4 Cybersecurity Trends Every Retailer Needs to Know
Call it optimism or just human nature — retailers, like most people, don’t like to spend a lot of time thinking about unseen threats. A series of painful breaches a few years ago forced the industry to wake up to the dangers of cyber crime and implement new measures to address and control online risks, leading to industrywide security gains. However, cybersecurity isn't a point-in-time solution, it’s an arms race — and cyber criminals have continued to achieve their own share of victories, requiring security teams to continually innovate and adjust their strategies.
Recently, SonicWall released its 2017 Annual Threat Report, detailing the biggest cybersecurity trends retailers and other businesses faced last year as identified by our Global Response Intelligence Defense (GRID) Threat Network. For better or worse, four of those trends are poised to continue shaping the threat landscape for retailers throughout this year.
Point-of-Sale Malware Creation Declined Drastically
The widespread implementation of point-of-sale (POS) chip-and-signature systems seems to have reduced one target on retailers’ backs for the time being. These upgraded security measures caused POS malware creation to decline drastically — a total of 93 percent since 2014. As you probably remember, that was the year major retailers including Michaels, The Home Depot, Staples and several others were compromised, leading to breaches of millions of customer records and credit cards. This is an important victory, but it doesn’t mean retailers should let down their guard. Bad actors will continue to look for gaps to exploit in POS defenses, so it’s vital retailers keep their infrastructure and software up-to-date and compliant with best practices to ensure this secure streak continues.
Ransomware Held Profits Hostage
While POS malware attacks decreased, a clear win for the cybersecurity industry, retailers should be aware of a popular type of malware that plagued businesses in 2016: ransomware. Ransomware locks down victims’ systems and data until a ransom is paid to regain access. This type of attack grew in usage from 3.8 million attack attempts in 2015 to 638 million last year, affecting victims from virtually all industries, including retail. Since retailers’ revenues can be directly affected by downtime of their e-commerce websites, we can expect cyber criminals to have an increased interest in attacking merchants.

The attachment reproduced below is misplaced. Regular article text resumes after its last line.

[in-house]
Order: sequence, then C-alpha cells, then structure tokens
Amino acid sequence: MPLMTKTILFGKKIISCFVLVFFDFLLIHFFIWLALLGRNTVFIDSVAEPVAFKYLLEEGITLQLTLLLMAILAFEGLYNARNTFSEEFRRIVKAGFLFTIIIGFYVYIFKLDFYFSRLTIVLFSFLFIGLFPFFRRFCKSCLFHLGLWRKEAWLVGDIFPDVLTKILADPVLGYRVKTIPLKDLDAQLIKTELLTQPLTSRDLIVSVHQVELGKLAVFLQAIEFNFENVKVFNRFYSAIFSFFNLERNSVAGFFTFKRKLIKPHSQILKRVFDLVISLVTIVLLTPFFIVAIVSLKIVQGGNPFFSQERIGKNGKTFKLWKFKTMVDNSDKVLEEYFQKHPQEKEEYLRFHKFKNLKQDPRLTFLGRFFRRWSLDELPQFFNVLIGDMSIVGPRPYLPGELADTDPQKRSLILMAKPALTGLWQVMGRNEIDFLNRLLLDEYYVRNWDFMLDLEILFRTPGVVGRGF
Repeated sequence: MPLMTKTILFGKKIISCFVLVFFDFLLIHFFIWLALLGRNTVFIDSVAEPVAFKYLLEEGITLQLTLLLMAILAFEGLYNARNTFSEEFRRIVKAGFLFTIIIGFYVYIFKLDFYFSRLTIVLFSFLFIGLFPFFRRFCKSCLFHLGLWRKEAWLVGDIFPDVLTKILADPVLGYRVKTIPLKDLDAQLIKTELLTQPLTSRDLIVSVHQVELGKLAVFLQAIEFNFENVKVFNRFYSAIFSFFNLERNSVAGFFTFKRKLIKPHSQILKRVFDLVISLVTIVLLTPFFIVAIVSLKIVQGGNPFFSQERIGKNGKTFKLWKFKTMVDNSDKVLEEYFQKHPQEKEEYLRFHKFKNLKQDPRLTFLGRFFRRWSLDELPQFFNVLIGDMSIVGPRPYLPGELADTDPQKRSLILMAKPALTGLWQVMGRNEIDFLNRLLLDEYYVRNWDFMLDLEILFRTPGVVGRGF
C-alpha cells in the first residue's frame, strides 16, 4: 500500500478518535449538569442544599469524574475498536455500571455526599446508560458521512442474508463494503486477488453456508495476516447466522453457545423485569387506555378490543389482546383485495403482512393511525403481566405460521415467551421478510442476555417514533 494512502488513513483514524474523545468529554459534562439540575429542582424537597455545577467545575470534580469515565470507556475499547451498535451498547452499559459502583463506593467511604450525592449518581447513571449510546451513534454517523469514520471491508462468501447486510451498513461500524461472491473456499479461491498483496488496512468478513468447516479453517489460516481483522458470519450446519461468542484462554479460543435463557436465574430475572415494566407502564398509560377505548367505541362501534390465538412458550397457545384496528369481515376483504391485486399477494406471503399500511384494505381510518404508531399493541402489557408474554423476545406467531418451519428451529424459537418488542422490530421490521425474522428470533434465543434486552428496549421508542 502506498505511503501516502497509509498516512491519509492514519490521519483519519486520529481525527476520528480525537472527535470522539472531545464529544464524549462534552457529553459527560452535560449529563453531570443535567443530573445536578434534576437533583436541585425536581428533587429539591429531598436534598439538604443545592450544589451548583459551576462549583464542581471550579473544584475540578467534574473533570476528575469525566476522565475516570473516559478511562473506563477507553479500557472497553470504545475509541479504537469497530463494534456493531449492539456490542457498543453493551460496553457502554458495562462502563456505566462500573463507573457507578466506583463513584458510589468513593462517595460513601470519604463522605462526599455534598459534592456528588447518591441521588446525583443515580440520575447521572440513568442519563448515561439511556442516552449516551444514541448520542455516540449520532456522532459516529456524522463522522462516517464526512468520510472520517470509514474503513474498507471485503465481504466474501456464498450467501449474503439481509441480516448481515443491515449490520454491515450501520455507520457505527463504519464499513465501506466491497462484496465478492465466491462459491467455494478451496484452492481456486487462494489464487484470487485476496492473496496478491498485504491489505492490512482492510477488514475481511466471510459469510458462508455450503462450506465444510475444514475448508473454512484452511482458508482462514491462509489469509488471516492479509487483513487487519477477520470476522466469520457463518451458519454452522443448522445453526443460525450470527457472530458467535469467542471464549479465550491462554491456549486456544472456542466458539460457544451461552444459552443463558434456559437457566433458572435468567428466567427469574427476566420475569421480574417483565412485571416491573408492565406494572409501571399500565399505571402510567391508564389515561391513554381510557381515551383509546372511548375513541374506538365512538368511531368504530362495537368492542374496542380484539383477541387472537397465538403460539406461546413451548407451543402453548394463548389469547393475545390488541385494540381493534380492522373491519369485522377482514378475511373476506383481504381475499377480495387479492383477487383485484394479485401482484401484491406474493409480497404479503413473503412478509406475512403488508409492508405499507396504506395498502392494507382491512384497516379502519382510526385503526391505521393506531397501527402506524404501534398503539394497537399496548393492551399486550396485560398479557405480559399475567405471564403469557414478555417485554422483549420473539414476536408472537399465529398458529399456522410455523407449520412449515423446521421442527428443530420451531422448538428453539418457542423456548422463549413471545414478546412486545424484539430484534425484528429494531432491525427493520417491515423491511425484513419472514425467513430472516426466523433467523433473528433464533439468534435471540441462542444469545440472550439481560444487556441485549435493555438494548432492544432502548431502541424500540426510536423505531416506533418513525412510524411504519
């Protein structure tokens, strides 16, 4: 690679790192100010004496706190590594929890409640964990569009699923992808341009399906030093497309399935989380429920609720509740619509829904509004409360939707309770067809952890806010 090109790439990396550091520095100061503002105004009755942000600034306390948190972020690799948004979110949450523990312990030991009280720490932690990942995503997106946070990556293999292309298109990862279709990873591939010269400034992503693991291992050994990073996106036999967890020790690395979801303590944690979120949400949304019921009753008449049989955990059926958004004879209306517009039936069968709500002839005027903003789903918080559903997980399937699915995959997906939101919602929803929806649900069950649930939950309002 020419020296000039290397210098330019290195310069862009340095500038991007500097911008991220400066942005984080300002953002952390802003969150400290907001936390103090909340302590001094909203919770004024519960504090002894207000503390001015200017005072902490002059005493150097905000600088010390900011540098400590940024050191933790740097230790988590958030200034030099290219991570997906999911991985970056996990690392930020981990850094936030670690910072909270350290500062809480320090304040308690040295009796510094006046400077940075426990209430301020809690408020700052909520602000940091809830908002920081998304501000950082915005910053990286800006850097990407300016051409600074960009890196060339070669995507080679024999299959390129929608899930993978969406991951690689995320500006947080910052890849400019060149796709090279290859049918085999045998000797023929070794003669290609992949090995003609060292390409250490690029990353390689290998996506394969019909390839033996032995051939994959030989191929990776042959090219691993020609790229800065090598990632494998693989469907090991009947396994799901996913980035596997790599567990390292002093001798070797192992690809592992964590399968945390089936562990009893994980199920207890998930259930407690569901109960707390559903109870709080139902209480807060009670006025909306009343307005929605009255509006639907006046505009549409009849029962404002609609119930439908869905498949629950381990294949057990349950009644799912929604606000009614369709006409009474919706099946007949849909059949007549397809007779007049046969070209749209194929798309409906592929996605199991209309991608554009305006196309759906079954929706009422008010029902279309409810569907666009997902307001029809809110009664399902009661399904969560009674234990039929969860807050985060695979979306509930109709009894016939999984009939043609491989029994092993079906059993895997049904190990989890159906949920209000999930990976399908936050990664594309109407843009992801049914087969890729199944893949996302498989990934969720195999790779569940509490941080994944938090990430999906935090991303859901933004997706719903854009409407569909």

Distributed Denial-of-Service Attacks Took Down Online Retailers
Cyber criminals successfully hacked thousands of security cameras and other IoT devices to launch the largest distributed denial-of-service (DDoS) attacks in history in 2016, one of which temporarily brought down DNS service provider Dyn. This attack blocked major retail sites from being accessed by customers, including Starbucks, Etsy and Overstock.com, over the course of one day. DDoS attacks will likely continue to plague retailers in 2017 for the same reason as ransomware — retailers depend heavily on their websites for revenue, and cyber criminals hope retailers will do whatever it takes to regain normal operations.
SSL/TLS Encryption Protected More Internet Traffic, But Also Gave Cyber Criminals a Way in
Retailers have long used Secure Sockets Layer/Transport Layer Security (SSL/TLS) encryption (signified by a HTTPS URL and lock icon on browsers) to secure customer data via online purchases. However, this security measure has become common for businesses of all types, growing at a rate of 34 percent year-over-year and representing 62 percent of web traffic today. While encryption makes it harder for criminals to steal individual customer payment information, it can also provide a back door into the network that cyber criminals can exploit to sneak in malware. For this reason, it’s recommended that retailers ensure their firewalls are capable of deep packet inspection (DPI), which gives them the ability to catch encrypted malware as it makes its way into the network.
The positive news is that the good guys, cybersecurity professionals, have already developed tools and best practices to combat each of these threats. Retailers simply have to make sure they’re staying on top of changing cybersecurity trends. This starts with a solid battle plan that ensures your security technology is up-to-date and employees are well educated on current cybersecurity trends and best practices. The cybersecurity arms race isn't going to end any time soon, but that doesn’t mean you can’t be victorious.
Bill Conner is the president and CEO of SonicWall, a network security company.
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